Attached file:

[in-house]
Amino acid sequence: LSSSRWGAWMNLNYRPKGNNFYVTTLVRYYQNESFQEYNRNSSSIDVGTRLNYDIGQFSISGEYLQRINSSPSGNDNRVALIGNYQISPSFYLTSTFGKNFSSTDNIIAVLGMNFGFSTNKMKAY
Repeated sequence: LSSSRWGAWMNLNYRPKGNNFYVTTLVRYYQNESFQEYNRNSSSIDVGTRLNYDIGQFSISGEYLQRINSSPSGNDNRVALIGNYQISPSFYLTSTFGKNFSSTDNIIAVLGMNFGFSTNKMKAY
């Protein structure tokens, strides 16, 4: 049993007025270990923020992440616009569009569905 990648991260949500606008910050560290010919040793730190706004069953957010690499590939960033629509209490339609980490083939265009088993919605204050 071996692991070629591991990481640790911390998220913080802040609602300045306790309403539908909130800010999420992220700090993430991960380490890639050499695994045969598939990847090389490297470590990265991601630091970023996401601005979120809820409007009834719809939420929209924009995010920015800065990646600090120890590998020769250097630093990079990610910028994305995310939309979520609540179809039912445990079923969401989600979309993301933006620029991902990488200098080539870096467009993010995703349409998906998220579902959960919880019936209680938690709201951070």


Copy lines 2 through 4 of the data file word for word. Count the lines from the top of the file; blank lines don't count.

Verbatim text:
Amino acid sequence: LSSSRWGAWMNLNYRPKGNNFYVTTLVRYYQNESFQEYNRNSSSIDVGTRLNYDIGQFSISGEYLQRINSSPSGNDNRVALIGNYQISPSFYLTSTFGKNFSSTDNIIAVLGMNFGFSTNKMKAY
Repeated sequence: LSSSRWGAWMNLNYRPKGNNFYVTTLVRYYQNESFQEYNRNSSSIDVGTRLNYDIGQFSISGEYLQRINSSPSGNDNRVALIGNYQISPSFYLTSTFGKNFSSTDNIIAVLGMNFGFSTNKMKAY
């Protein structure tokens, strides 16, 4: 049993007025270990923020992440616009569009569905 990648991260949500606008910050560290010919040793730190706004069953957010690499590939960033629509209490339609980490083939265009088993919605204050 071996692991070629591991990481640790911390998220913080802040609602300045306790309403539908909130800010999420992220700090993430991960380490890639050499695994045969598939990847090389490297470590990265991601630091970023996401601005979120809820409007009834719809939420929209924009995010920015800065990646600090120890590998020769250097630093990079990610910028994305995310939309979520609540179809039912445990079923969401989600979309993301933006620029991902990488200098080539870096467009993010995703349409998906998220579902959960919880019936209680938690709201951070």